In a weeks time I’ll be in Manila, Philippines to attend the EARCSO Administrators Conference. This will be the third year I’ve presented at the conference…guess it a good thing they invite me back every year. πŸ™‚

This year though I’m trying something different. With the permission of the head of EARCOS. I asked if I could set up a cohort of administrators who might want to go deep in learning about leadership in a digital world. Of course I didn’t even know at the time if any administrators in the region would want to do such a thing. Imagine being stuck learning with me for three full days….who would put themselves through that?

In the end I was given permission to send out an e-mail to the administrators in the EARCOS region (about 100 international schools total). If I could get 20 administrators to say they would like to try a cohort model of learning that was embedded within the conference schedule I could trail this concept and see how it goes.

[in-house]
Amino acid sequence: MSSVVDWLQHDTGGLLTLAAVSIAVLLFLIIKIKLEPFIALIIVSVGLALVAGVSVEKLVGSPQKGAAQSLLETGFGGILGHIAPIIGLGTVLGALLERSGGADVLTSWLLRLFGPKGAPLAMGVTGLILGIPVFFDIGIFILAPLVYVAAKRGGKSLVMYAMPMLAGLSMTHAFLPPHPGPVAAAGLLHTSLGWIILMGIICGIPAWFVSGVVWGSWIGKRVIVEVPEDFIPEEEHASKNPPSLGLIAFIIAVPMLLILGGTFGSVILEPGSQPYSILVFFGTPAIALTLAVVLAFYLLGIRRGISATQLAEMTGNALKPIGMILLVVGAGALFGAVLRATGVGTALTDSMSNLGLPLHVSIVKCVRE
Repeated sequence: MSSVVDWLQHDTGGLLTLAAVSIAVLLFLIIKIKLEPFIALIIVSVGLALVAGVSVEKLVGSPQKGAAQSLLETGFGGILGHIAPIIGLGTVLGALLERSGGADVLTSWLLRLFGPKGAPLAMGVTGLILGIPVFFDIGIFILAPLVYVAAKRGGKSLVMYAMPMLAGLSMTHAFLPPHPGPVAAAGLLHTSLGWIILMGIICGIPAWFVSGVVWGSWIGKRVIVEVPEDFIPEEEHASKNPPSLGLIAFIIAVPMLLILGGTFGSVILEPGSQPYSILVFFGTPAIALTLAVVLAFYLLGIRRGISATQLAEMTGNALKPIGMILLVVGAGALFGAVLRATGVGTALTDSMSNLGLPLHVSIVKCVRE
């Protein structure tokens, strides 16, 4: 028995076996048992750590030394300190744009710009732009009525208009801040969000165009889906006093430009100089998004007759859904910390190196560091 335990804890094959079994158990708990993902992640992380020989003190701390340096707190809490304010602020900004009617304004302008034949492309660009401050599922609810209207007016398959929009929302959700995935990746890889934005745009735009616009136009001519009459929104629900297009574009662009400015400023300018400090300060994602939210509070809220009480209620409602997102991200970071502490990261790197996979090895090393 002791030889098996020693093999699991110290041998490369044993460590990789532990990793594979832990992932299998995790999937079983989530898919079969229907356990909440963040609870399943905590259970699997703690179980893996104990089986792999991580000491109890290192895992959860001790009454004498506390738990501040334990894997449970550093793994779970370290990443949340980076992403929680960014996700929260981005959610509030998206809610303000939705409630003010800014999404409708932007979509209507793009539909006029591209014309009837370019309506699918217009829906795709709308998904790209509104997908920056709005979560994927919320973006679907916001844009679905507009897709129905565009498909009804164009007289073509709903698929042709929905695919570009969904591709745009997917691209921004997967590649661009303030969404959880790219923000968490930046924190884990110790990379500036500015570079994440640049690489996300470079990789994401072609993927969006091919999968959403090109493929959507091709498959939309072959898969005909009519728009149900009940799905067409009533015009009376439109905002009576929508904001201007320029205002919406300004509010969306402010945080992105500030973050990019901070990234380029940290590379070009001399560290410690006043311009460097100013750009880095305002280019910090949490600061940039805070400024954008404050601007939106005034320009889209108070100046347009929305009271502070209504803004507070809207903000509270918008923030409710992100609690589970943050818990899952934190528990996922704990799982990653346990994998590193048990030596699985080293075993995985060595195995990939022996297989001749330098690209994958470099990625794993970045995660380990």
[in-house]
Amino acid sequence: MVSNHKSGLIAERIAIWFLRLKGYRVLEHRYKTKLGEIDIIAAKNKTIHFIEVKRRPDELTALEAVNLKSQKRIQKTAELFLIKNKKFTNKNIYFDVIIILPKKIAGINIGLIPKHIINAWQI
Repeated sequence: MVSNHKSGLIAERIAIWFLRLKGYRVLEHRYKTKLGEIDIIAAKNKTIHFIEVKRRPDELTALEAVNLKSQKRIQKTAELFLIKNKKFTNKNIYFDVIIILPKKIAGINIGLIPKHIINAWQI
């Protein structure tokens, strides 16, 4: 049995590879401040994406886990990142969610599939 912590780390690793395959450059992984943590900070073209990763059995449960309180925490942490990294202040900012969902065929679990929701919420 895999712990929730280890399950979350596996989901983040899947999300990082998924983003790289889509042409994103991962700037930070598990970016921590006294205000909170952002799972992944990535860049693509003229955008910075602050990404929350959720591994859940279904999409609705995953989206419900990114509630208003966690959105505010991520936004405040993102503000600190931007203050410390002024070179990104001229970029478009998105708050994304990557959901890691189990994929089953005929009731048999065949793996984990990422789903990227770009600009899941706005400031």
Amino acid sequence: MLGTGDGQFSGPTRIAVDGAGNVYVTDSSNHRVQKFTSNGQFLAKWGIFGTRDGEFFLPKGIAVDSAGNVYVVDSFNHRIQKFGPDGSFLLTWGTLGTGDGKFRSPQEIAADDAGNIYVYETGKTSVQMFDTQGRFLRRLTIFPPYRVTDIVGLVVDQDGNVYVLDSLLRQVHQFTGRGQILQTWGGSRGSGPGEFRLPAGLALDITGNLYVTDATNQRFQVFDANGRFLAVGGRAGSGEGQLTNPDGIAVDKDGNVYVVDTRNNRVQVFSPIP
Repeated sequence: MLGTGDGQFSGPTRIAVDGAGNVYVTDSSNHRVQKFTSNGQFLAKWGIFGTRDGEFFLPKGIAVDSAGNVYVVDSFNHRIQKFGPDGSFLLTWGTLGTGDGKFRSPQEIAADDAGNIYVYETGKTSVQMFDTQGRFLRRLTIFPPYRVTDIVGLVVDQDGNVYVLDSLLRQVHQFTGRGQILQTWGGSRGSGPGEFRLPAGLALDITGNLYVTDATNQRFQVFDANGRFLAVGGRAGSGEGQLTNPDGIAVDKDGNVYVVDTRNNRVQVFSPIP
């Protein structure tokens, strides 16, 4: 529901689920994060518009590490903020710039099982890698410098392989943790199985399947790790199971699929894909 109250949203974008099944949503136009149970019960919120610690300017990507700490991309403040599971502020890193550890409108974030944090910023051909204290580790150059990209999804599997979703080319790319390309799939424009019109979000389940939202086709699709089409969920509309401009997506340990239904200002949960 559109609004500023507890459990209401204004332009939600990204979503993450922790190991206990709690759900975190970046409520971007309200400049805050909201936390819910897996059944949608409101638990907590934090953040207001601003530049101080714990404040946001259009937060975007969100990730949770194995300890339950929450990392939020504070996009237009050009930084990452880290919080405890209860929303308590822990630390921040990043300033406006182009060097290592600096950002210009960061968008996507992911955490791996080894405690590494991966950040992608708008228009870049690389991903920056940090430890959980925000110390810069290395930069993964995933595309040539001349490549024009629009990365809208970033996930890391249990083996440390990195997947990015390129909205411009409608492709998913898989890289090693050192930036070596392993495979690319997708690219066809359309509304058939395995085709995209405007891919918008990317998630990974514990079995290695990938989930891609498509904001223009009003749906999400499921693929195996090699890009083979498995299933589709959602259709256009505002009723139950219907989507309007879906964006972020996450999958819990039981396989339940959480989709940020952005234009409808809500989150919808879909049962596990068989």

Within a week we had 25 people and ended up with a total of 33 administrators from Heads of Schools to Principals, IT Directors, and VPs. Needless to say I am very impressed!

So the concept is this: During the first session we’ll meet as a cohort for 90 minutes and do some investigating and hands-on computer work to frame our thinking for the conference. Then the cohort will be able to choose between two technology learning focused sessions to attend. After attending three sessions we will meet again to debrief our learning, reflect, and discuss what we’re thinking and how what we learn can be used in our schools when we leave the conference. We’ll follow this same format all three days.

I’ve been working with Andy Torris on this, my good friend and Deputy Superintendent of Shanghai America School. This year Andy and the IT team have rolled out some 1500+ laptops as they start their 1:1 program in grades 6-12. Andy also has more experience running PD sessions with administrators, making us a good team to lead this first cohort.